The Complete E-Commerce Book
Chapter 1: The E-Commerce Phenomenon
Despite the spectacular dot-com bust of a few years ago, the Internet has markedly changed the way we do business, whether it’s finding new streams of revenue, acquiring new customers, or managing a business’s supply chain. E-commerce is mainstream — enabling businesses to sell products and services to consumers on a global basis. As such, e-commerce is the platform upon which new methods to sell and to distribute innovative products and services electronically are tested.
The Web’s influence on the world’s economy is truly astonishing. The business world knows that the Web is one of the best ways for business such as manufacturers to sell their products directly to the public, brick-and-mortar retailers to expand their stores into unlimited geographical locations, and for entrepreneurs to establish a new business inexpensively.
Thus, it is important that the executive in the 21st Century know 1) where technology stands in the business processes of his or her company, 2) how technology relates to the company’s strategies, 3) how rapidly technology changes and evolves, and 4) how the company and its business partners will respond to the changing technology.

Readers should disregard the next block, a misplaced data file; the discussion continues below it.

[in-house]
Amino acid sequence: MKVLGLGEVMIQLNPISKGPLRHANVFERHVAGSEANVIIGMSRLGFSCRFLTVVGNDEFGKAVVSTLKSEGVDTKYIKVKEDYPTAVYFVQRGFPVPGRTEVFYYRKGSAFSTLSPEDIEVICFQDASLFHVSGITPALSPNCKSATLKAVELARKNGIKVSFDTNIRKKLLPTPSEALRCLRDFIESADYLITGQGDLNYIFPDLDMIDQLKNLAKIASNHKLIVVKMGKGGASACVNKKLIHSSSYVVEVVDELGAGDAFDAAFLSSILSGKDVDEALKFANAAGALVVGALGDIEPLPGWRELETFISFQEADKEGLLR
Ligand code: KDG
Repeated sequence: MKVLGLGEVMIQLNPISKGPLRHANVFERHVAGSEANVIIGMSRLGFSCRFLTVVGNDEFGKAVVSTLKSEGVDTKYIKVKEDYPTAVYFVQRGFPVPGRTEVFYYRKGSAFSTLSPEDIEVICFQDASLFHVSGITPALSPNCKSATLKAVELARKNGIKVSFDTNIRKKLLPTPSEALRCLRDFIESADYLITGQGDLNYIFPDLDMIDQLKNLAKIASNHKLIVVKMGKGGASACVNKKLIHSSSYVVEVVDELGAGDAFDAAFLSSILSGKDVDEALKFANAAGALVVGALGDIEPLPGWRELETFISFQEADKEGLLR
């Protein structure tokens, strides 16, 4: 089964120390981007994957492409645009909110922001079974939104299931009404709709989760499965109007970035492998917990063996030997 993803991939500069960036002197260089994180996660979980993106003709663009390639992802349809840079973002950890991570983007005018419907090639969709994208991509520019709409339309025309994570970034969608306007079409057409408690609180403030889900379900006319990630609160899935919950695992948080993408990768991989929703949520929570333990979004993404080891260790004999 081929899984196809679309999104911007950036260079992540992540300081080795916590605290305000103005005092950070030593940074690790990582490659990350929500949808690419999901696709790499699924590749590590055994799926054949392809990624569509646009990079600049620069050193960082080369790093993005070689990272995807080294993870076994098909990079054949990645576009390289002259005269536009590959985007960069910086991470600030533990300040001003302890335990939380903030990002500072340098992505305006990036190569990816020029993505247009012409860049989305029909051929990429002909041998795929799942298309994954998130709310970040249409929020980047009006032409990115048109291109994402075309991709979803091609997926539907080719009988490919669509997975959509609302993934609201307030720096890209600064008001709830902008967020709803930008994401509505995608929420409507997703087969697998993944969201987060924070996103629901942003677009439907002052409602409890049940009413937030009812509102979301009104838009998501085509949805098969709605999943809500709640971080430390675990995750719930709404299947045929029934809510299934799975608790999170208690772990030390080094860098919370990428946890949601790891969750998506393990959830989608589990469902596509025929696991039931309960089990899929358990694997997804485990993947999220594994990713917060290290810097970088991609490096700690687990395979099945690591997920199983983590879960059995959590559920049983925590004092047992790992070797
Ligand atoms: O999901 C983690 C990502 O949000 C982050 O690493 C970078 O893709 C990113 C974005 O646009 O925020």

In the high flying 1990s, many people jumped on the e-commerce bandwagon after reading the many highly publicized dot-com “success” stories. Admittedly, most were written to raise the entrepreneurial blood pressure. What many forgot, though, was the old adage: If it looks too good to be true, it probably is. They didn’t use their innate intelligence and failed to proceed with caution.
Nonetheless, the ascendancy of e-commerce has expanded the business environment so that even a small start-up can compete with well-established business names and product brands. Yet, when you consider joining the e-commerce commerce community, keep in mind that selling products and services on the Web presents a unique set of challenges. This book will help you take on those challenges.
U.S. Department of Commerce reports show that U.S. online retail sales totaled $14.33 billion during the fourth quarter of 2002. The reports further show that this amount represents an increase of 28.2% over the same period in 2001.